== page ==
At first, the Hells Angels biker appeared defiant as he was led into a courtroom at the Matthew J. Perry Federal Courthouse in Columbia.
Mark “Lightning” Baker stared down the FBI agents, U.S. marshals and prosecutors who were sending him to jail. Then, he grinned and lifted his shackled hands, extending his middle finger.
He did it again and again, sometimes using both middle fingers to make his point, as he waited Wednesday morning for his sentencing hearing to begin.
Within 30 minutes, however, the 50-year-old Baker was crying as he begged U.S. District Judge Cameron McGowan Currie to have mercy on him.
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“A meth addiction caused me to make some bad decisions,” Baker said.
Currie sentenced Baker to about 15½ years in prison on racketeering conspiracy, narcotics conspiracy and firearms charges.
Baker was one of three Rock Hill-based Hells Angels convicted in March after a five-week trial. Their sentencing hearings on Wednesday wrapped up a years-long investigation into the motorcycle gang, which prosecutors say was running drugs and guns.
A second Hells Angel, Bruce “Bruce Bruce” Long, was sentenced to 14 years in prison for 13 counts, including racketeering conspiracy, drug and firearms trafficking. The third defendant, David “Gravel Dave” Oiler, was sentenced to about 16½ years.
After the sentencing hearings, U.S. Attorney Bill Nettles held a press conference during which prosecutors, federal agents and local police displayed more than 100 machine guns, rifles, shotguns, revolvers, semi-automatic pistols and silencers that had been seized from Hells Angels members. They also displayed dozens of bags of drugs that had been confiscated, including methamphetamine, cocaine, prescription drugs and “bath salts.”
“What we did was remove these weapons from the street, put these defendants in jail and make the communities safer,” Nettles said.
Nineteen Hells Angels and their associates were indicted in May 2012 after an investigation that involved wiretaps, undercover videos and a confidential informant who claimed to be a former mobster. Sixteen were convicted in the case, with most pleading guilty to reduced charges.
The Hells Angels Rock Hell City Nomad Chapter was a criminal enterprise whose members sold drugs and guns then gave kickbacks to the gang, prosecutors said.
“This isn’t a group of individuals who came together because they enjoyed riding motorcycles,” said David Thomas, special agent in charge of the FBI office in South Carolina.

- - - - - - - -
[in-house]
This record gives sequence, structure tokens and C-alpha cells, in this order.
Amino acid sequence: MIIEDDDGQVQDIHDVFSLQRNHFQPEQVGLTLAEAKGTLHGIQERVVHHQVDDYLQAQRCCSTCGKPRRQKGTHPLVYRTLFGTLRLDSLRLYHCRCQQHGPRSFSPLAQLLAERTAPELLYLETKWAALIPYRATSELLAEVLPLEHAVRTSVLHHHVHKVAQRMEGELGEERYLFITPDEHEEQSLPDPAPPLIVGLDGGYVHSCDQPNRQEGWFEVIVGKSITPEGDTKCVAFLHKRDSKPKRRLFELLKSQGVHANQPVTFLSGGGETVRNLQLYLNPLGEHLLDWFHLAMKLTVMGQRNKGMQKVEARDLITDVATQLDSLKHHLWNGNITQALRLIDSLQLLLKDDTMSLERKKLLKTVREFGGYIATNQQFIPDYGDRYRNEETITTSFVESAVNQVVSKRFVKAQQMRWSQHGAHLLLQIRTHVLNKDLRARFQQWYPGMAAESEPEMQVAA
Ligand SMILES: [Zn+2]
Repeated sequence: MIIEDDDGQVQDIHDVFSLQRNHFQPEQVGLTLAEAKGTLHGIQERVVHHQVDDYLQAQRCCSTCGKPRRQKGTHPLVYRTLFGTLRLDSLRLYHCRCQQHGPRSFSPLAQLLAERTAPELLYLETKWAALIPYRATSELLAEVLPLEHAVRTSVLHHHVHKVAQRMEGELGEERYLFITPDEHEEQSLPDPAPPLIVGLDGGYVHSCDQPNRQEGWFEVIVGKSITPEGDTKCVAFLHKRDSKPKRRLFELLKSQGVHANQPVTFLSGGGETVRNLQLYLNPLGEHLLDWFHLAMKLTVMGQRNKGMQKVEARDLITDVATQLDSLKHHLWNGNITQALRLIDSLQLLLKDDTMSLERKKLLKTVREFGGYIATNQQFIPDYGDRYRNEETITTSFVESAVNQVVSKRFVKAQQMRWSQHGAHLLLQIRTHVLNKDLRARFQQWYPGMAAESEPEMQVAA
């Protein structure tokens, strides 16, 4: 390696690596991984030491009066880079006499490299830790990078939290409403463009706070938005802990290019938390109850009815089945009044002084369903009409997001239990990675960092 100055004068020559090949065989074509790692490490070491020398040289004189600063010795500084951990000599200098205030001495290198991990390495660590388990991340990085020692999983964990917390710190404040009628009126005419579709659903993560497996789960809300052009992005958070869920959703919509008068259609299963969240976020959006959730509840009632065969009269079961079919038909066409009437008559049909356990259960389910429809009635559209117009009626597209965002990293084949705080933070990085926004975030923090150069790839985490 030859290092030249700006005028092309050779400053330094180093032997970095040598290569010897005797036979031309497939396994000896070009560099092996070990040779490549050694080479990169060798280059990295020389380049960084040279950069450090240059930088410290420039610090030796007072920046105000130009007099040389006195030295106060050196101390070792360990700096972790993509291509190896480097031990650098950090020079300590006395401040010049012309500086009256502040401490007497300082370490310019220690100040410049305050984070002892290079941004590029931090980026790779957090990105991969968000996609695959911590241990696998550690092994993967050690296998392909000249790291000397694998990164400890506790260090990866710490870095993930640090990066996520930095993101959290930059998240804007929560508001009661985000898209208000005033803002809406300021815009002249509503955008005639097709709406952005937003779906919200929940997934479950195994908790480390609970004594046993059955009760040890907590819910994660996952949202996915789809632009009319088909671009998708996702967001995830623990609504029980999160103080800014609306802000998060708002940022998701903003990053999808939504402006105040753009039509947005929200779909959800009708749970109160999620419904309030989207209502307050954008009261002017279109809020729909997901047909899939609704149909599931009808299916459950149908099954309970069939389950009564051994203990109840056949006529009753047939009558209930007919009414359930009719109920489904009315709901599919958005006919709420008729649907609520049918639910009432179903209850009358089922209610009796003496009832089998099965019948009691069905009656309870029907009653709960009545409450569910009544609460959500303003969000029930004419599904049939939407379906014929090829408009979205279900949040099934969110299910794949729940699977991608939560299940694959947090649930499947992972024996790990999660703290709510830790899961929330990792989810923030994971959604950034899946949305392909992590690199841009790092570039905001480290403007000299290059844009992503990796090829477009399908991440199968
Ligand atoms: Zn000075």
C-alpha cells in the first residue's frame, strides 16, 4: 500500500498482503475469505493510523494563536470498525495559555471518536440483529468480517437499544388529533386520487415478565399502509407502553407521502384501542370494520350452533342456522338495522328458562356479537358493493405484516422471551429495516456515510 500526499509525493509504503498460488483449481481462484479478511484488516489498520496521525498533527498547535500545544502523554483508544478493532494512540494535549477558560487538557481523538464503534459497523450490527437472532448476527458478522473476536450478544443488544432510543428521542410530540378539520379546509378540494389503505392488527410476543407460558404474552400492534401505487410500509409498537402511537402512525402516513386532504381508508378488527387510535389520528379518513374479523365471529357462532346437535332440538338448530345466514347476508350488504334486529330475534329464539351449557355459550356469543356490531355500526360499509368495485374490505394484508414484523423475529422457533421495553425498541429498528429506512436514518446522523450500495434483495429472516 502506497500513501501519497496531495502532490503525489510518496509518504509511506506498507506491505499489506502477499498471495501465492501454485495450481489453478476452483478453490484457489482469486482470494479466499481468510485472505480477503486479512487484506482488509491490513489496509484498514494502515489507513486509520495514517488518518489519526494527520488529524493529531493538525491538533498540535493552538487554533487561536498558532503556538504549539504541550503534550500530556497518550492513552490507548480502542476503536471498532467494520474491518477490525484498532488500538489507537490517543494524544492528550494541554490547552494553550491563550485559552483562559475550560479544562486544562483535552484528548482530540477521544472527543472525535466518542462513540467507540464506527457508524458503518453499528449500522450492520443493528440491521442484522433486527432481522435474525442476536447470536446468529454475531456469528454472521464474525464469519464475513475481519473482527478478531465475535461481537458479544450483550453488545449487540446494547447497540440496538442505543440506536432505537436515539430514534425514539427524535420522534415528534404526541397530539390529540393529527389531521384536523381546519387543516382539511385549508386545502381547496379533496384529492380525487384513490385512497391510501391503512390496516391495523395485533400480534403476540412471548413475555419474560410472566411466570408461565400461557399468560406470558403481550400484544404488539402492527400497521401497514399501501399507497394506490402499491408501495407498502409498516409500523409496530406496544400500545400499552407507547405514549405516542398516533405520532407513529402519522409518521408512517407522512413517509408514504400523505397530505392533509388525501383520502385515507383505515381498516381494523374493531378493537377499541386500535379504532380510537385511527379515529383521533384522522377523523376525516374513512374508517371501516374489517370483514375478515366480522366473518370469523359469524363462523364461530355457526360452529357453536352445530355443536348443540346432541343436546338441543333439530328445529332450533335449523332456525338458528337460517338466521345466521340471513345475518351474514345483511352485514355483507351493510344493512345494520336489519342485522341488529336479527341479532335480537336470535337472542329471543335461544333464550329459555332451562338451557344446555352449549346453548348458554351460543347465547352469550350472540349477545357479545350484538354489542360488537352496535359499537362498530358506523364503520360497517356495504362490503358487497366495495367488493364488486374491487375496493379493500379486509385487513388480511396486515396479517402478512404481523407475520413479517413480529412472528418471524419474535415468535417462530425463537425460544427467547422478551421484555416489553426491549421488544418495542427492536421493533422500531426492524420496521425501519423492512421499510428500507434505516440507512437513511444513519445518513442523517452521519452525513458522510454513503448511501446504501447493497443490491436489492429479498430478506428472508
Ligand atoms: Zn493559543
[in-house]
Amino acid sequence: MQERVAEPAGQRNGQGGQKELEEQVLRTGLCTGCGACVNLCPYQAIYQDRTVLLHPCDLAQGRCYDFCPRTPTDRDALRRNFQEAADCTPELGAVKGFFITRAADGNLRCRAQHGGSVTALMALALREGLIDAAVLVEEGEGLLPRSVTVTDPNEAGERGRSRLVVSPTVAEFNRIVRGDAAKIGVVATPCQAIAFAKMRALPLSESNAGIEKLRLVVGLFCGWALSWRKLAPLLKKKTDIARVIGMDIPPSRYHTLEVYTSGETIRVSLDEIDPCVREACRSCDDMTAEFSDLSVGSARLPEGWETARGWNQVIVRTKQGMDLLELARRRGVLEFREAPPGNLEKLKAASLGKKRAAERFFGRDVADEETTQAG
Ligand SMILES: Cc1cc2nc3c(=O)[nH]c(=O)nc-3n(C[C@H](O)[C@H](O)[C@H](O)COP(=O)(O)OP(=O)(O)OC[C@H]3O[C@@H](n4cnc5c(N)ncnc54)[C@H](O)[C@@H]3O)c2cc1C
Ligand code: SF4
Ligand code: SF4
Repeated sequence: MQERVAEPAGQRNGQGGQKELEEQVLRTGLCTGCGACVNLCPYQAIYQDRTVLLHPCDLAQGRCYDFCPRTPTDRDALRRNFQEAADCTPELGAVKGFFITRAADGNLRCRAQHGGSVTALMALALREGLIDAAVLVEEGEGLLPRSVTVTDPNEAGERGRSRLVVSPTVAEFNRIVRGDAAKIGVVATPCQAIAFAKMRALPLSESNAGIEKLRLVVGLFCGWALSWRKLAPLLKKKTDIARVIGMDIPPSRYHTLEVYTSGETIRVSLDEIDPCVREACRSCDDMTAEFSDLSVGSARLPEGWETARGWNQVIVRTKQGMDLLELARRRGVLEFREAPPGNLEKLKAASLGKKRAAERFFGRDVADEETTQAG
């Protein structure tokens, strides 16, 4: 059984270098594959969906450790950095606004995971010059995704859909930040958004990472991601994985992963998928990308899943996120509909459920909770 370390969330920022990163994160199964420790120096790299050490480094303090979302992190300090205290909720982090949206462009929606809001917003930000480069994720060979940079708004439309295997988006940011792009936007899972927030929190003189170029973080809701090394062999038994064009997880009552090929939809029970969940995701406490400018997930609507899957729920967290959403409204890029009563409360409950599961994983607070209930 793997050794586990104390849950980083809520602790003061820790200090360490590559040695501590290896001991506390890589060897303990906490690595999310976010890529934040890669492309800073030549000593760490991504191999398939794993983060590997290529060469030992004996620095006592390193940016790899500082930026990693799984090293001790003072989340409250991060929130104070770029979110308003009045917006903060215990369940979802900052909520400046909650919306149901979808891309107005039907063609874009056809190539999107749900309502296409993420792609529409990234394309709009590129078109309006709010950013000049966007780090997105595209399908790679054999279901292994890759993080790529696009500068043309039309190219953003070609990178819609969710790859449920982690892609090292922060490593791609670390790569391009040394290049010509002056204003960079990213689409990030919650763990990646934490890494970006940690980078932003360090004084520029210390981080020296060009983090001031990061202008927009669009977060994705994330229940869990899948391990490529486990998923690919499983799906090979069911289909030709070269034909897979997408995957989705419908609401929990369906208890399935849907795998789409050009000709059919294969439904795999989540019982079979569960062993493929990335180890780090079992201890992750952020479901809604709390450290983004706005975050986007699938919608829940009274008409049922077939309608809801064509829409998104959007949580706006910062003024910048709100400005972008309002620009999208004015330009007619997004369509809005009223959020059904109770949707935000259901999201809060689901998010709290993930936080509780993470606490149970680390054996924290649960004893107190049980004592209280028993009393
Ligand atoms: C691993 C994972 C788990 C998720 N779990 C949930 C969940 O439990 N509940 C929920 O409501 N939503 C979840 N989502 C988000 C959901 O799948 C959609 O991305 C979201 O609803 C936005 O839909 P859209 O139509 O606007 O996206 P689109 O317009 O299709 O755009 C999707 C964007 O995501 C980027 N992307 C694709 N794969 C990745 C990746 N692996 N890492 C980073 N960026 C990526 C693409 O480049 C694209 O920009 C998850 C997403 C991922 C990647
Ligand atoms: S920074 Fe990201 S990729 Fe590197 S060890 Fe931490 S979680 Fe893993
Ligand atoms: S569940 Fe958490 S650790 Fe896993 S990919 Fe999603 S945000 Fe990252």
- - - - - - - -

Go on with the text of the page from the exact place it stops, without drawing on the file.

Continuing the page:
Police got wind of the Hells Angels after hearing complaints in Lexington and Rock Hill about drug and gun trafficking. They also heard the Hells Angels were involved in a territorial dispute with a rival biker gang, the Outlaws.
Lexington Police Chief Terrence Green said his department became involved in 2010 when two Hells Angels rallies were held in town. The first, known as the Sin City rally, attracted more than 300 bikers, Green said.
“People said they were trying to help the community,” Green said.
Instead, the Hells Angels were setting up their operations based out of a now-demolished bar called the Dog House, he said. He asked the FBI for help.
“We said, ‘We’ve got a problem,’ when we saw all of these bikers coming in,” Green said.
Since the indictments, the Hells Angels have insisted they are a club of brothers who bond over their passion for Harley-Davidson motorcycles. Any crimes committed by members are solely the responsibility of those individuals and not the entire club, they said.
John Delgado, Baker’s defense attorney, pointed out that none of the Hells Angels who went to trial were convicted on the first charge in the original indictment, which spelled out a racketeering charge against the members and alleged that the Hells Angels were a criminal enterprise.
The racketeering conspiracy charge the three were convicted on was for their participation in money-laundering, Delgado said.
“The first count is always the most important. The government is supposed to win on every count against every defendant,” he said. “That was a real stain on the prosecution. They couldn’t get it over on this jury.”
Delgado also criticized what he described as an “obscene amount” of money spent on the investigation and prosecution, estimating it was in the millions. The confidential informant, Joseph Dillulio, was paid $159,000 in cash, he said.
Nettles refused to place a dollar amount on the case.
“This isn’t a business,” he said. “This is about justice. We spent no more than was necessary to dismantle an organization that was bringing harm to the community.”
While Nettles said the Hells Angels chapter in Rock Hill had been disbanded, the bikers remained loyal to their group even as they were hauled to prison.
Baker, who was the Rock Hill chapter’s president, expressed his love and loyalty to the Hells Angels during his sentencing. He apologized to the club and its members for any problems he may have caused. He also expressed regret to his family and his bosses at McGirt Trucking in Charlotte, where he had worked for 25 years.
Baker said he had always been a part of three things – the Baker family, the trucking company and the Hells Angels.
“They all had one thing in common, LSH – loyalty, strength and honor,” he said. “I will die a Baker. I will die working for McGirt Trucking. And I will die a Hells Angel.”